Thought I'd share something with you today. You've probably noticed that the C3 has those large head aluminum blind rivets all over the place. These are the rivets that are commonly called "pop" rivets. Those that penetrate the cabin area are normally "closed" meaning the rivet end is sealed. Others are "open" and look like the blind rivets you have probably used at one time or another.

They are all aluminum, in several different lengths, and have a head much larger than common rivets. The head diameters are 3/8" and 5/8", the rivet itself is 3/16" in diameter, and the grip range varies depending on where the rivet is located on the car.



Here in the Heartland they are not commonly found in local supply houses. I don't think they are particularly rare, but I doubt you will find them at the local big box store. I finally located a source that stocks the rivets and they look to be virtually identical to the OEM rivets.



I don't know what the forum rules are regarding sharing information about parts sources, but if I get "gonged" then I guess I'll know not to do it again! However, sometimes the parts labels accidentally get into the pictures, and sometimes the labels show the source, description, and partnumber. And sometimes you love the price.


Since I completely disassembled the car, there really weren't any left to photograph. Then I remembered there were a couple of them on the rear bumper cover that appeared to not be fully seated. So I snapped a pic of a new rivet next to an original rivet to compare the appearance. They are very, very close to original. I doubt anyone other than a concourse judge would be able to tell the difference.


Couple of tips for use:


1. Clamp the pieces to be riveted together. Blind rivets are not designed to pull the pieces together. Sometimes you will get a gap (like the ones on my original bumper cover) or even worse, the mandrel can expand the rivet between the two pieces.


2. For C3 applications, be sure and use all aluminum rivets, including the stem that snaps off. In just about every case, the rivet(s) on a C3 have plastic of some sort on one or both sides. Steel rivets, or aluminum rivets with a steel stem will crush the plastic.


3. If you are drilling a new hole for the 3/16" rivet, use a #11 drill bit. The size of the hole is critical for the rivet to work properly. You did order that set of number and letter drills, right?


And here's another tidbit of information about blind rivets. The size is often expressed in what they call "Trade Size", consisting of two numbers side by side. The first number is the diameter of the rivet shank (NOT the head) in 1/32" increments while the second number is the maximum grip range expressed in 1/16" increments.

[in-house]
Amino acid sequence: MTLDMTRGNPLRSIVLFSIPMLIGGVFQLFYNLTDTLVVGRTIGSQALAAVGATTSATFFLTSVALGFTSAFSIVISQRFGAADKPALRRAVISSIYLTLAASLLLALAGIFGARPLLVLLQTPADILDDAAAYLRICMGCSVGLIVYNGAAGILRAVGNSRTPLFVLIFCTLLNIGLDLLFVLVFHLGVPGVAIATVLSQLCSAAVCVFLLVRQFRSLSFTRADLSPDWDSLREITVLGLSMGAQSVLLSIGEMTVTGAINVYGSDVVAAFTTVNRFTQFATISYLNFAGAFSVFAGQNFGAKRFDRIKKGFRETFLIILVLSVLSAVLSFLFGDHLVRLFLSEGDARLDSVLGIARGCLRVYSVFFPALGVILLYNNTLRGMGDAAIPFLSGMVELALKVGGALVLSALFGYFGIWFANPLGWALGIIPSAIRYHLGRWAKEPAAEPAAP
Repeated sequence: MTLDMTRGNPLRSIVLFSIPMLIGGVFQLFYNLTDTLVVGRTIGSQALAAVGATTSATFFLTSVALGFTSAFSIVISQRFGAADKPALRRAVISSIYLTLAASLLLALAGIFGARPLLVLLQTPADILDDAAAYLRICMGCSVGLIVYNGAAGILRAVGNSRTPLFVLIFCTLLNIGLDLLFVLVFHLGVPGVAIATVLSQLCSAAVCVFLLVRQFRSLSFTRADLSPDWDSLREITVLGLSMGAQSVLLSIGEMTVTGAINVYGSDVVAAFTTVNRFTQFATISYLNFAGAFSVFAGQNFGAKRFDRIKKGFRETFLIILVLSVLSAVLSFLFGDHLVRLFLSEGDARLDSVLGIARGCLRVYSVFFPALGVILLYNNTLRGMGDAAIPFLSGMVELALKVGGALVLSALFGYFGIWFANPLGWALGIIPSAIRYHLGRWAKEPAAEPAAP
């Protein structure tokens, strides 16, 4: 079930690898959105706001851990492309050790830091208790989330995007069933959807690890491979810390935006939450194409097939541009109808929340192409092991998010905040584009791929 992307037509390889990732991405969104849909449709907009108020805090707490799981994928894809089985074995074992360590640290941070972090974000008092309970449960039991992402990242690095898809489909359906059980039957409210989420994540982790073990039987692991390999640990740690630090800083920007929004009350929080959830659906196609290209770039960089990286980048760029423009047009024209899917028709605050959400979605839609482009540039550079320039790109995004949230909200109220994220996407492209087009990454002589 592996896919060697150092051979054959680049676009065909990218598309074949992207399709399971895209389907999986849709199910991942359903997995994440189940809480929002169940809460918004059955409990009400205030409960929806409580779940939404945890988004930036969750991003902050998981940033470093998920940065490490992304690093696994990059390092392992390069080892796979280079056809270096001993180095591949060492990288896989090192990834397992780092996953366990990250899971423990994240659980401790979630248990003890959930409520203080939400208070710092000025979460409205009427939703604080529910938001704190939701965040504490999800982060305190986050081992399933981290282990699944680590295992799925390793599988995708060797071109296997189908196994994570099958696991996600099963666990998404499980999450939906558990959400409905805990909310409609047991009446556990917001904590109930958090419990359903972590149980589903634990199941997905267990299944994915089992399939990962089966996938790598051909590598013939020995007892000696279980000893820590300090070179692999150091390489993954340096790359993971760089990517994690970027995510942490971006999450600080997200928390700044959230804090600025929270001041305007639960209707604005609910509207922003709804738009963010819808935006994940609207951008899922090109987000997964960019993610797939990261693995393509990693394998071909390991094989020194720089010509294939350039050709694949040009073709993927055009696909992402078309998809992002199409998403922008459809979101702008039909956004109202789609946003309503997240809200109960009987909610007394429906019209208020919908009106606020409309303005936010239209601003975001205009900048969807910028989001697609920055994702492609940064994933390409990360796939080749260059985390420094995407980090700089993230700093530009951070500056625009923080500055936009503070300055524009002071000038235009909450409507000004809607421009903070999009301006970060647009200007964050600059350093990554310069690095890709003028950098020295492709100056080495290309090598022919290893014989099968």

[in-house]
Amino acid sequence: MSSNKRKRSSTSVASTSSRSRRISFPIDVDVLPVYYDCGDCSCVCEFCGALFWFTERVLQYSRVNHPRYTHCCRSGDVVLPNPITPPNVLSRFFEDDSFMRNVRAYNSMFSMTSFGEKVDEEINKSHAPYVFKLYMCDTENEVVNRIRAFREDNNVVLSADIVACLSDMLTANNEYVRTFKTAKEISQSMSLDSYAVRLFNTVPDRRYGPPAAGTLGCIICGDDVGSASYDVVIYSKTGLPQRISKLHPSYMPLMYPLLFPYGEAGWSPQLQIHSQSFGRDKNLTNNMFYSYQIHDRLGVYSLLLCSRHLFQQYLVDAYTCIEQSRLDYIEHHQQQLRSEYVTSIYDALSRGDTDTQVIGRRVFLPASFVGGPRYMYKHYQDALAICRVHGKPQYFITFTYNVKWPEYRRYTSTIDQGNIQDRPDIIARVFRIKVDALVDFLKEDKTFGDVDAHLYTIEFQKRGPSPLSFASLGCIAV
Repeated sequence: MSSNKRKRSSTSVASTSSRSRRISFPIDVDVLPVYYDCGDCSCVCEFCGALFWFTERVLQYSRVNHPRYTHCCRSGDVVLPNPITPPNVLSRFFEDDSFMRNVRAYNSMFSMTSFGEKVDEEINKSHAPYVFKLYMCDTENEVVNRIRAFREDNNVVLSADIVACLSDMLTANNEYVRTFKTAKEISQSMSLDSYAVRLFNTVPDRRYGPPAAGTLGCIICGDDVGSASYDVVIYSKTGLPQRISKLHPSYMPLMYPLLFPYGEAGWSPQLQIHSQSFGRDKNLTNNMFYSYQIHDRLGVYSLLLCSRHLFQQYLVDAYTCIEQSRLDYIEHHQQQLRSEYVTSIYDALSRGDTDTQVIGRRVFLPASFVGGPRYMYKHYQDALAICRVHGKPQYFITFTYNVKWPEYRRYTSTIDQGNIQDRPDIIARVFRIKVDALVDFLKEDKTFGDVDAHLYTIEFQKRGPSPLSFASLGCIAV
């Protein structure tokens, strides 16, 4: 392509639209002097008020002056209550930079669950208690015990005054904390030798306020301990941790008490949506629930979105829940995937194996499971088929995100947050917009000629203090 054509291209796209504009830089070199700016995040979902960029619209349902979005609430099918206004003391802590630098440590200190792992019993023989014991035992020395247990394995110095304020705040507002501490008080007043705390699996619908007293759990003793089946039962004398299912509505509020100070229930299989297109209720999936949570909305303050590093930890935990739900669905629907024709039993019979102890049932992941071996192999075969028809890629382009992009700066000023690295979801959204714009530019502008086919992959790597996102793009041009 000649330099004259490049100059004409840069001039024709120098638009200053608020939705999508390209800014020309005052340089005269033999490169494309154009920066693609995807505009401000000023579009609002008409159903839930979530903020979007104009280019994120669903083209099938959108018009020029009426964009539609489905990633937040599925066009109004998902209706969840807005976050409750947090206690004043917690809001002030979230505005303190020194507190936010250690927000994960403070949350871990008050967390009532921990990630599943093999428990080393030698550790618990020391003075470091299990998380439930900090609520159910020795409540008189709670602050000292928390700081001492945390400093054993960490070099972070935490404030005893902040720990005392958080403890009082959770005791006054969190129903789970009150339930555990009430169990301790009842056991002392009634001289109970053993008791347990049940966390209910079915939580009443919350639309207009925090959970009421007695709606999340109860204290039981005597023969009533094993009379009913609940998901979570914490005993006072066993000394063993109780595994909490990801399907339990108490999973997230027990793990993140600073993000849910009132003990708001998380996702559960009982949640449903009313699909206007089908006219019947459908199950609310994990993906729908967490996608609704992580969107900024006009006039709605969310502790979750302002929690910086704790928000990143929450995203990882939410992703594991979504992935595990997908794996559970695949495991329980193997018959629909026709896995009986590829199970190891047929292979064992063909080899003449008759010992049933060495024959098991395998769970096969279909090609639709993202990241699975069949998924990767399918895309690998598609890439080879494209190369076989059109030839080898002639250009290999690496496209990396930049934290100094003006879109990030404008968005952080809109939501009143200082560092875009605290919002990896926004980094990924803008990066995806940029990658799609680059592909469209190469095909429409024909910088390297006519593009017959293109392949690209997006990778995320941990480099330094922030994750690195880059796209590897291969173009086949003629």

For example, if you see trade size 68 on a sack of blind rivets, the shank is 6/32, or 3/16". The maximum grip range is 8/16, or 1/2".


That's it for now, hope this information is useful for someone!








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Old 07-16-2019, 07:38 PM   #131
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Where to sell C3 original parts

Greetings to all! I have a pretty long list of original parts that I removed from my 81 C3. I'm thinking they might be of use to someone needing original parts for 80-82 C3. It's a pretty long list and none of it is junk.


Is the Corvette Classifieds the proper place to list the items? Or is there a better way? I would prefer to make them available to members of this forum. I will sell the stuff for a VERY reasonable price to anyone on this forum. I need to clear out some space in the shop. Again, no junk.


I'll be glad to compile a list of everything I have if someone is interested.


Thanks!
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Old 07-17-2019, 09:40 PM   #132
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Quote:
Originally Posted by zimmej51 View Post
Greetings to all! I have a pretty long list of original parts that I removed from my 81 C3. I'm thinking they might be of use to someone needing original parts for 80-82 C3. It's a pretty long list and none of it is junk.


Is the Corvette Classifieds the proper place to list the items? Or is there a better way? I would prefer to make them available to members of this forum. I will sell the stuff for a VERY reasonable price to anyone on this forum. I need to clear out some space in the shop. Again, no junk.